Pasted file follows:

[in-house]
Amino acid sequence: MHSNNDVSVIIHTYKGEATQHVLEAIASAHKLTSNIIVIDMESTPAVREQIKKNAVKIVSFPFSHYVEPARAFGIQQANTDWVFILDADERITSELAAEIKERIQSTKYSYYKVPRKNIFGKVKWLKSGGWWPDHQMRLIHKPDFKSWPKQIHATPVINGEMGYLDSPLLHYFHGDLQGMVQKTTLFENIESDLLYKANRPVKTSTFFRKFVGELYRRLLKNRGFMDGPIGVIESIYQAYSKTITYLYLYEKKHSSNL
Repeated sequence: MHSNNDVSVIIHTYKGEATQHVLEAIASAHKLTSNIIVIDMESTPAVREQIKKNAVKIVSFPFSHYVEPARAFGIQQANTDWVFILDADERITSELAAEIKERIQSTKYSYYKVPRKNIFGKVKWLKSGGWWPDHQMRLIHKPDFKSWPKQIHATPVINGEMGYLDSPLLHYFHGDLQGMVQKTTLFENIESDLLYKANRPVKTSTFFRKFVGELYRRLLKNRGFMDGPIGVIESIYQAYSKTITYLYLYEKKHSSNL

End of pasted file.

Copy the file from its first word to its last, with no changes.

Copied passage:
[in-house]
Amino acid sequence: MHSNNDVSVIIHTYKGEATQHVLEAIASAHKLTSNIIVIDMESTPAVREQIKKNAVKIVSFPFSHYVEPARAFGIQQANTDWVFILDADERITSELAAEIKERIQSTKYSYYKVPRKNIFGKVKWLKSGGWWPDHQMRLIHKPDFKSWPKQIHATPVINGEMGYLDSPLLHYFHGDLQGMVQKTTLFENIESDLLYKANRPVKTSTFFRKFVGELYRRLLKNRGFMDGPIGVIESIYQAYSKTITYLYLYEKKHSSNL
Repeated sequence: MHSNNDVSVIIHTYKGEATQHVLEAIASAHKLTSNIIVIDMESTPAVREQIKKNAVKIVSFPFSHYVEPARAFGIQQANTDWVFILDADERITSELAAEIKERIQSTKYSYYKVPRKNIFGKVKWLKSGGWWPDHQMRLIHKPDFKSWPKQIHATPVINGEMGYLDSPLLHYFHGDLQGMVQKTTLFENIESDLLYKANRPVKTSTFFRKFVGELYRRLLKNRGFMDGPIGVIESIYQAYSKTITYLYLYEKKHSSNL